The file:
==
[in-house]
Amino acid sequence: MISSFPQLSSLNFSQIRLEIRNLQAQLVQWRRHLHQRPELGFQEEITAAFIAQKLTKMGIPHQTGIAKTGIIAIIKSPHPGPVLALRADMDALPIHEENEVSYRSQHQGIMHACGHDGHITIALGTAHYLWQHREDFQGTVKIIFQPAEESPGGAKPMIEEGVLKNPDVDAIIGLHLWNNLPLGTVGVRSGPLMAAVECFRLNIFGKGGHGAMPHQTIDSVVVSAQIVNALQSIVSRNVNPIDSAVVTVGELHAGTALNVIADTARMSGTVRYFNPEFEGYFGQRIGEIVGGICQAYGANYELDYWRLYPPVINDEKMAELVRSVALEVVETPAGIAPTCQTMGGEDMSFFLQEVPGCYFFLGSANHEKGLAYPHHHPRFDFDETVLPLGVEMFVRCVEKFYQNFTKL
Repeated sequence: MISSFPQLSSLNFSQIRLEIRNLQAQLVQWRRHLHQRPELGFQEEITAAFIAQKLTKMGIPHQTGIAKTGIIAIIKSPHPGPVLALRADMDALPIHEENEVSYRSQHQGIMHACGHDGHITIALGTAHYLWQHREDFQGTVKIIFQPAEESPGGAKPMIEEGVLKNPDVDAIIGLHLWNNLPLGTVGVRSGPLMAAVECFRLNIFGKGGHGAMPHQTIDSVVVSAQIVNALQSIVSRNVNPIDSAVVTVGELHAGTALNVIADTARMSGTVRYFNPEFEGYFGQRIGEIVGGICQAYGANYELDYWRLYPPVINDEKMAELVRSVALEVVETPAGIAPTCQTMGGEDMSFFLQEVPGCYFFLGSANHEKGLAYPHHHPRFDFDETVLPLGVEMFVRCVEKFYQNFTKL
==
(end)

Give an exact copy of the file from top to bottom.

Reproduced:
[in-house]
Amino acid sequence: MISSFPQLSSLNFSQIRLEIRNLQAQLVQWRRHLHQRPELGFQEEITAAFIAQKLTKMGIPHQTGIAKTGIIAIIKSPHPGPVLALRADMDALPIHEENEVSYRSQHQGIMHACGHDGHITIALGTAHYLWQHREDFQGTVKIIFQPAEESPGGAKPMIEEGVLKNPDVDAIIGLHLWNNLPLGTVGVRSGPLMAAVECFRLNIFGKGGHGAMPHQTIDSVVVSAQIVNALQSIVSRNVNPIDSAVVTVGELHAGTALNVIADTARMSGTVRYFNPEFEGYFGQRIGEIVGGICQAYGANYELDYWRLYPPVINDEKMAELVRSVALEVVETPAGIAPTCQTMGGEDMSFFLQEVPGCYFFLGSANHEKGLAYPHHHPRFDFDETVLPLGVEMFVRCVEKFYQNFTKL
Repeated sequence: MISSFPQLSSLNFSQIRLEIRNLQAQLVQWRRHLHQRPELGFQEEITAAFIAQKLTKMGIPHQTGIAKTGIIAIIKSPHPGPVLALRADMDALPIHEENEVSYRSQHQGIMHACGHDGHITIALGTAHYLWQHREDFQGTVKIIFQPAEESPGGAKPMIEEGVLKNPDVDAIIGLHLWNNLPLGTVGVRSGPLMAAVECFRLNIFGKGGHGAMPHQTIDSVVVSAQIVNALQSIVSRNVNPIDSAVVTVGELHAGTALNVIADTARMSGTVRYFNPEFEGYFGQRIGEIVGGICQAYGANYELDYWRLYPPVINDEKMAELVRSVALEVVETPAGIAPTCQTMGGEDMSFFLQEVPGCYFFLGSANHEKGLAYPHHHPRFDFDETVLPLGVEMFVRCVEKFYQNFTKL